1. [...] High index lenses come in a few varieties nowadays. In plastic alone, you have 1.67, 1.70, and 1.74. Glass comes in 1.80 and 1.90. As far as what's "better" is concerned, 1.70 is one of the most popular nowadays because it has low optical distortion (aberration) and is so close to the thinness and lightness of 1.74 that there is no noticeable difference. Glass high index is always thinner, but it's heavier than plastic and tends to cause a lot of distortion, especially for strong prescriptions. I'd recommend going with 1.70 if anybody's not sure which lens is best for them. To learn more about aberration, check out this blog post on highindexlenses.com: http://highindexlenses.com/abbe-number-and-color-aberration/ [...]

  2. [...] thinness, lightness, and looks. The downsides are the lenses’ optical blurriness and color aberration, the cost of the lenses, and their reflectiveness. If you are interested in getting high index [...]

  3. [...] in thickness and weight will be almost nonexistent and, in a few ways, your optics will be better. High index plastic is often assumed to be reserved for those with prescriptions so high they can see no more than [...]

  4. [...] The index of a lens is pretty much directly tied to its optical clarity. [...]

  5. BEN
    June 15, 2015 | 11:55 pm

    This site has some incredibly helpful information on it. Thanks so much for that!

    I have been wearing glasses since the age of 3 but am just now doing research of my own and not just asking my optician.

    I have extreme near sightedness and an astigmatism. i just received a new prescription and want the thinnest, but also durable lenses… Weight isn’t that much of a concern…. unless it should be.

    my current rx is -12.00+1.75×020 -15.25+2.00×165

    should i stick with looking for 1.74 or would it be wise to try 1.80 or 1.90? and what are the drawbacks of the 1.80 or 1.90 lenses?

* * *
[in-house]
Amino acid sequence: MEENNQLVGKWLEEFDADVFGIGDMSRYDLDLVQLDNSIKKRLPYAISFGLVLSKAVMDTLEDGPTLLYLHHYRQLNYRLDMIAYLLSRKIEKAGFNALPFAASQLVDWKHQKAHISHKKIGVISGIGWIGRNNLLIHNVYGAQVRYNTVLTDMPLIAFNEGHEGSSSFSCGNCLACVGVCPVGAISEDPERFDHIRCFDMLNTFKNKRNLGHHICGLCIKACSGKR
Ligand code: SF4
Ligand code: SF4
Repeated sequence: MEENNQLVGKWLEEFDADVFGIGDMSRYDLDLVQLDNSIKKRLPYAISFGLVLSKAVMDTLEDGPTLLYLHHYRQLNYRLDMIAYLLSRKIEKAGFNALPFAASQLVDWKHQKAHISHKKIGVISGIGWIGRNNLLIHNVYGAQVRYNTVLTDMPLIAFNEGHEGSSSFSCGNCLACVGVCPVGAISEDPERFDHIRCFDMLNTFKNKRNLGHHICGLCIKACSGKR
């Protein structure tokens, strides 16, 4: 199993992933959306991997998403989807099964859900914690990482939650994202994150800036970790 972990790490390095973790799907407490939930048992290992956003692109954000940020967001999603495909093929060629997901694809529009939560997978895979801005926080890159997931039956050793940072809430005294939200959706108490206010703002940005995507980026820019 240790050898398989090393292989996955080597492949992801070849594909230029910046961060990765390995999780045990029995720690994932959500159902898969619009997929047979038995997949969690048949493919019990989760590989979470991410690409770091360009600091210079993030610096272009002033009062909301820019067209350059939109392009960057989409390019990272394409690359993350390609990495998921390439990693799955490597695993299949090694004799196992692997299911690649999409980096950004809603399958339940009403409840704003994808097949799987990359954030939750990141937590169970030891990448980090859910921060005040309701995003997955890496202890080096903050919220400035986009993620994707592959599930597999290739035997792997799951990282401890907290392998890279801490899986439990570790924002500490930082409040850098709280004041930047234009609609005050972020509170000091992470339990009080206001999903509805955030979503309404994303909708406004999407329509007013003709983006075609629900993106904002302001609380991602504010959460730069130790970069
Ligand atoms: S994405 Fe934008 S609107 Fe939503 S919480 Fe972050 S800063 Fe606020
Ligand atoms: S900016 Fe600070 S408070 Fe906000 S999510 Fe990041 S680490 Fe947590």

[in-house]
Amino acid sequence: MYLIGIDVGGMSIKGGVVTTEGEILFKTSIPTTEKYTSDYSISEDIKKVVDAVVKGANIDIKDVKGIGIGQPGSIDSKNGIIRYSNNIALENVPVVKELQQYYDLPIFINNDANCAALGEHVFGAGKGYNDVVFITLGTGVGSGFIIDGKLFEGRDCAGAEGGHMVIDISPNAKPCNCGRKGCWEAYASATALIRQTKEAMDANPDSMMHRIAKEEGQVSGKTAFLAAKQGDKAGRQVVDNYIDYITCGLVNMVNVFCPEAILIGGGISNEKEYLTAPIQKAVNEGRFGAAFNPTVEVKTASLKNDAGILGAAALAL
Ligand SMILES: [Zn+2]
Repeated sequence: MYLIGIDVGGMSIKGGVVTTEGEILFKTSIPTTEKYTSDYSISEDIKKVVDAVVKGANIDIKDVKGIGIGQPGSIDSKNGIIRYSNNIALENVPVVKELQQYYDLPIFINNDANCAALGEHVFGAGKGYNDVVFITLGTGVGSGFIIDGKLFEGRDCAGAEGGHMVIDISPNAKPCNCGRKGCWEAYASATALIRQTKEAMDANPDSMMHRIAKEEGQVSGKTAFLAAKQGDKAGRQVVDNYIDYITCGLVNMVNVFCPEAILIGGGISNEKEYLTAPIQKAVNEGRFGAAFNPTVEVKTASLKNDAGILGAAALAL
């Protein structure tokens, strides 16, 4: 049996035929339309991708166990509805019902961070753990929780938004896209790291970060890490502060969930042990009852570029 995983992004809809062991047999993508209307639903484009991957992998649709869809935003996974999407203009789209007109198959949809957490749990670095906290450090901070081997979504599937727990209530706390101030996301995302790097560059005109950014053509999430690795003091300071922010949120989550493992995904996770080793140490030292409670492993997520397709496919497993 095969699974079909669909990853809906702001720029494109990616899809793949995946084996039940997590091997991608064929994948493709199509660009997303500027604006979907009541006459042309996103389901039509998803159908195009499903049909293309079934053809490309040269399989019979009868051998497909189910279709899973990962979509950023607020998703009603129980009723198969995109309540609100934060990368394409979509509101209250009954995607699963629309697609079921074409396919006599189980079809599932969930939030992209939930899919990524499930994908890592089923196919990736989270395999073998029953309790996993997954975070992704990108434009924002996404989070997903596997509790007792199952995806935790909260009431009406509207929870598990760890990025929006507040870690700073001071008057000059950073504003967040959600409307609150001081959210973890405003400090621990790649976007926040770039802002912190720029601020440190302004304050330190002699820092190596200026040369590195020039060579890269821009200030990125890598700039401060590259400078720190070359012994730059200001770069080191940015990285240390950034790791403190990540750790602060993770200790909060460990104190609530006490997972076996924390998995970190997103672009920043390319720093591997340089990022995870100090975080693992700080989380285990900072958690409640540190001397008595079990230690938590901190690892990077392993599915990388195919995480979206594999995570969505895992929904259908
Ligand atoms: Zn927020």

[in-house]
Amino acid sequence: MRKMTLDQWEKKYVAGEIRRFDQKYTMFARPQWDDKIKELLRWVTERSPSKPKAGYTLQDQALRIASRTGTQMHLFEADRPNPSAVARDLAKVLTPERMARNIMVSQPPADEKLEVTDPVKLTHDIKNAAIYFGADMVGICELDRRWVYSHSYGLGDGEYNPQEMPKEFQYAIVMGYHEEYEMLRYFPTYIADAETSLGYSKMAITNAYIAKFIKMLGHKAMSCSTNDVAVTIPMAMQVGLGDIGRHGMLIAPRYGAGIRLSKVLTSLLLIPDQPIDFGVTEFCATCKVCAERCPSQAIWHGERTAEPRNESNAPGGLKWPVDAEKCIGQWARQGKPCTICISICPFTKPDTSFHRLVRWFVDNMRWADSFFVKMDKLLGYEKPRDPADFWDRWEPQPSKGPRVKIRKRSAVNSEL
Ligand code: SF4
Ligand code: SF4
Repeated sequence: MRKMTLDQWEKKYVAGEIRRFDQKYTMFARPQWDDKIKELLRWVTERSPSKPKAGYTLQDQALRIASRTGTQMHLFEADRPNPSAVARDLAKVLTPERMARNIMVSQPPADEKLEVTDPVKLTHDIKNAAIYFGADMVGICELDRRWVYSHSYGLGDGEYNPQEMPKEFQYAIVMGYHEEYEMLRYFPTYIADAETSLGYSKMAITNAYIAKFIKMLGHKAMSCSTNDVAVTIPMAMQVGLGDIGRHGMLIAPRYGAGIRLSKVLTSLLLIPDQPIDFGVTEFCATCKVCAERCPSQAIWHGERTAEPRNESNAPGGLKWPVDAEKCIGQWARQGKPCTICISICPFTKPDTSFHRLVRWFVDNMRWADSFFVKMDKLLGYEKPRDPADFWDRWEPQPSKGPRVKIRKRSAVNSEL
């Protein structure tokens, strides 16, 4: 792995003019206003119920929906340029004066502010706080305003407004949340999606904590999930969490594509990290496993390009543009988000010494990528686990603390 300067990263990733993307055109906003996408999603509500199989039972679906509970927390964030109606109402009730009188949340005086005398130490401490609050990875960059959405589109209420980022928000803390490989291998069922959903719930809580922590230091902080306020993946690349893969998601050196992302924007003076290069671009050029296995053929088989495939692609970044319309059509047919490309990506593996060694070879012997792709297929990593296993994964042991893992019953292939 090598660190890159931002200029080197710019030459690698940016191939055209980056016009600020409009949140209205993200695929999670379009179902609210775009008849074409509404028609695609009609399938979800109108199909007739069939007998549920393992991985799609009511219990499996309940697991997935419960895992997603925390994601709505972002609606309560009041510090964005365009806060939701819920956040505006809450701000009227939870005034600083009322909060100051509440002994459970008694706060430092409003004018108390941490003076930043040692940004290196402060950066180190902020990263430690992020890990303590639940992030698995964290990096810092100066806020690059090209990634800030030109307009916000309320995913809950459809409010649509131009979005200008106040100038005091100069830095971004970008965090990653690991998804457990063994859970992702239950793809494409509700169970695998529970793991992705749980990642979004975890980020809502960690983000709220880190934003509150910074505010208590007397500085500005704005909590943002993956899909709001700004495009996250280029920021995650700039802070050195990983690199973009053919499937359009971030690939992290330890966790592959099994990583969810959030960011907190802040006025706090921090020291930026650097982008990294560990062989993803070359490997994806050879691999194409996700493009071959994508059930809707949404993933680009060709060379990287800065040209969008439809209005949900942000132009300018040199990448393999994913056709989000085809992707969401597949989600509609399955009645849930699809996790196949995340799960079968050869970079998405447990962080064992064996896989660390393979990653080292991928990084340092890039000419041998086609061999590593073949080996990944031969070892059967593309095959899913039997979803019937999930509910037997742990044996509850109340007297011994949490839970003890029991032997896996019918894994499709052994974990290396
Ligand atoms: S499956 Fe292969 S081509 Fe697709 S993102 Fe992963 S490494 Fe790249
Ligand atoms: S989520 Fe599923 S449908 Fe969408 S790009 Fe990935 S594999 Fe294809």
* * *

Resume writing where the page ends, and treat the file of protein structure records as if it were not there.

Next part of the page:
Thanks so much for the help!

    Ben

    • SLC
      December 15, 2015 | 12:03 pm

      As a dispensing optician, I have come across this kind of prescription a few time in practice. To be honest, our motto is very much “if it’s available in plastic, use plastic!”
      I know you say weight isn’t much of a concern, but glass lenses really are much heavier. Also consider that if you drop a glass lens on the floor, there’s a good chance it will crack or even shatter (once had a patient get punched in the eye whilst wearing them and suffered a lot of cuts to his face from the broken lenses, although i think the guy giving the punch suffered pretty badly too lol).
      However, glass lenses can be MUCH thinner, so if your main concern is how they look then give them a try. Only other thing to note is they are a touch more expensive than plastic, although you are just paying for extra thinness which you would do with plastic anyway.
      Out of interest, have you ever tried contact lenses? I know some opticians are a bit frightened of dealing with higher prescriptions, but if you get the right one to fit your contact lenses, the vision can be BRILLIANT.